While it will be difficult to draw up a comprehensive appeal in the 30 day period allowed, Koeberg Alert will be doing what it can.  If you can assist with this process, particularly if you have legal or scientific expertise, or if you would like assistance in formulating your own appeal, please contact us on info@koebergalert.org

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Kelvin Kemm: Yet another pro-nuke advocate discredited

Drawing of Kelvin kemmIn South Africa there are few, if any, more vocal proponents of nuclear power than Kelvin Kemm, recently appointed chair of the Nuclear Energy Corporation of South Africa (NECSA) board.

Kemm was a proponent of the Pebble Bed reactor project (PBMR), which turned into an expensive failure for South African tax payers, who funded the project for somewhere around R10 billion.  Most of that went to salaries and consulting fees for those in the industry such as Kemm.

A local investigative magazine, Noseweek, did a bit of digging into Kemm, and came up with a lot of information about CFACT, or the Committee For A Constructive Tomorrow, which is a sugar coated name for a lobby group funded by oil and coal companies.

Hired to head CFACT was Marc Morano, an expert at disinformation. Continue reading

Patrick Moore: Another discredited pro-nuke lobbyist

The nuclear industry is losing the battle for the hearts and minds of the public, and has been suffering from sharply declining sales since even before Fukushima.  One response has been to hire high profile lobbyists to paint nuclear power as ‘perfectly safe’.  Unfortunately, sometimes journalists who are not too good at fact or background checking, such as our own Matthew le Cordeur, regurgitate the point of view put forward by these lobbyists, and write ‘articles’ such as this one (which I dealt with in detail in this post).PatrickMoore

One well known figure who has come out in support of nuclear power is Patrick Moore, who famously misrepresents himself as a ‘founder’ of Greenpeace.  Here is a short clip in which he sings the praises of a client (a company which runs a nuclear plant in the USA).  He says that “nuclear industry is actually one of the very safest industries”. Continue reading

Nuclear PR scrapes bottom of the barrel

These are desperate times for the nuclear industry.  Rising costs, the ongoing nightmare of the Fukushima clean up, the phasing out of nuclear power by some countries, fewer new orders every year, and dramatic cost and time overruns for the few projects under way makes new nuclear a very hard sell indeed.

And in South Africa, the star of the nuclear lobby, President Zuma, has become a falling star. Other senior ANC members have begun loudly denouncing his ties to corporate interests, in the form of the Guptas, including uranium mining.

Like the thrashing of a dying beast, the industry has been churning out press releases and placed articles at a frantic pace.  In South Africa, the Nuclear Industry Association of South Africa (NIASA) has in the past paid people such as Andrew Kenny and Dawid Serfontein to pen articles for the local press promoting nuclear power.  Continue reading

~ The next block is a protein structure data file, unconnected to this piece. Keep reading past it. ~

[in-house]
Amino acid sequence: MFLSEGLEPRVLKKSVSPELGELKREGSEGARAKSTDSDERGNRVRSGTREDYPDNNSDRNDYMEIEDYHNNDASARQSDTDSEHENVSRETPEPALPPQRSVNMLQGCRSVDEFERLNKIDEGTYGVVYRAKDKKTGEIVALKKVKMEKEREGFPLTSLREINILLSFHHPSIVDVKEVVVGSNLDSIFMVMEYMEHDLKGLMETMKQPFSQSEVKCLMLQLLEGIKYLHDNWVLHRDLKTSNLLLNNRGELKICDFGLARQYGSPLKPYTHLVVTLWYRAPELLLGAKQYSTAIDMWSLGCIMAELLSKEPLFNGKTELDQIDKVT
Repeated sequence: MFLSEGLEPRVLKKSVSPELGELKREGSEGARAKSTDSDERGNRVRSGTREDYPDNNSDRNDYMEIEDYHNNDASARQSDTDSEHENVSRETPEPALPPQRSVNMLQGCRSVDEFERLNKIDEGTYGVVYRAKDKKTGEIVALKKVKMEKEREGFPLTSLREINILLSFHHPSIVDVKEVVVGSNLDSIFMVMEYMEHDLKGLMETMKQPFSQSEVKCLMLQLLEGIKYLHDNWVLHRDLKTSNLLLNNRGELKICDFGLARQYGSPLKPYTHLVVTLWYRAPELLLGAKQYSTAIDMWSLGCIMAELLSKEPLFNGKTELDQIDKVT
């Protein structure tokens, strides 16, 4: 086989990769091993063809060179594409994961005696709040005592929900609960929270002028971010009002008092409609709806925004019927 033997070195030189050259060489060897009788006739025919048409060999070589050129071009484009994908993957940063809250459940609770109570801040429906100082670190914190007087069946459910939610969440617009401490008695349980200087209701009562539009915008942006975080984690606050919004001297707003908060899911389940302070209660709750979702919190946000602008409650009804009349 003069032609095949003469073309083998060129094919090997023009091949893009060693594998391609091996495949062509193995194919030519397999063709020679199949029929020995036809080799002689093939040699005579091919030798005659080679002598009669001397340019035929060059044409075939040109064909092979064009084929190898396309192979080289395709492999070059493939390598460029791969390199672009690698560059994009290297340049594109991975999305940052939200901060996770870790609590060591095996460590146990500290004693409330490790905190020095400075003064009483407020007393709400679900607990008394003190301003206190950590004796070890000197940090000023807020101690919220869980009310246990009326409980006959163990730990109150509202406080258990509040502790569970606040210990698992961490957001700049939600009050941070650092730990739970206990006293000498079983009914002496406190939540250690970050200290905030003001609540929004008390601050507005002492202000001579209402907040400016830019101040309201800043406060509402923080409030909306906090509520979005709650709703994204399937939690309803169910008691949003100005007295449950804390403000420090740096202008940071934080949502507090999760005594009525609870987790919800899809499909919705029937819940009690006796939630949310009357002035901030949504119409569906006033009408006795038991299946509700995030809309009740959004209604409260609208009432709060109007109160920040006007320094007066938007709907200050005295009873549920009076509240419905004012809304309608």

The Case for Non-nuclear Power Options

by Keith Gottschalk

Intelligent people often hold a range of views on complex issues, especially where more than one criterion is involved, and where some criteria may not be easily quantified.

Newspaper editorials have criticized the Government’s abuse of secrecy – what democracy classifies its future electricity plans as secret? – as it proceeds with its programme to build six to nine extra atomic power reactors totalling 9600 MW of electricity. The reason for secrecy is defensive: these plans cannot stand up to scrutiny for economic rationality.
Continue reading

Eskom and GIBB living in la-la land

Eskom and the Department of Energy have recently cranked up efforts to move forward with the plans for more nuclear energy for South Africa.  In the Environmental Impact Assessment being prepared by GIBB consultants, the background to this includes a graph of the predicted peak electricity demand. Here is the graph they use, on page 2 of the latest combined main report, released in September 2015: Continue reading

Earthquakes and Nuclear

As South Africa contemplates building nuclear power stations along the coast, consultants from GIBB have been given the job of assessing the potential impacts of doing this.  This includes looking at the risks.

Photograph of crack in road in Ceres caused by earthquake

Damage in Ceres from 1969 quake

One obvious risk is that of an earthquake damaging the nuclear reactor, as happened in 2011 in Fukushima.  To assess this risk, GIBB produced a specialist report in 2011 (i.e. done before Fukushima) titled “Appendix E4: Seismic Risk Assessment”. Continue reading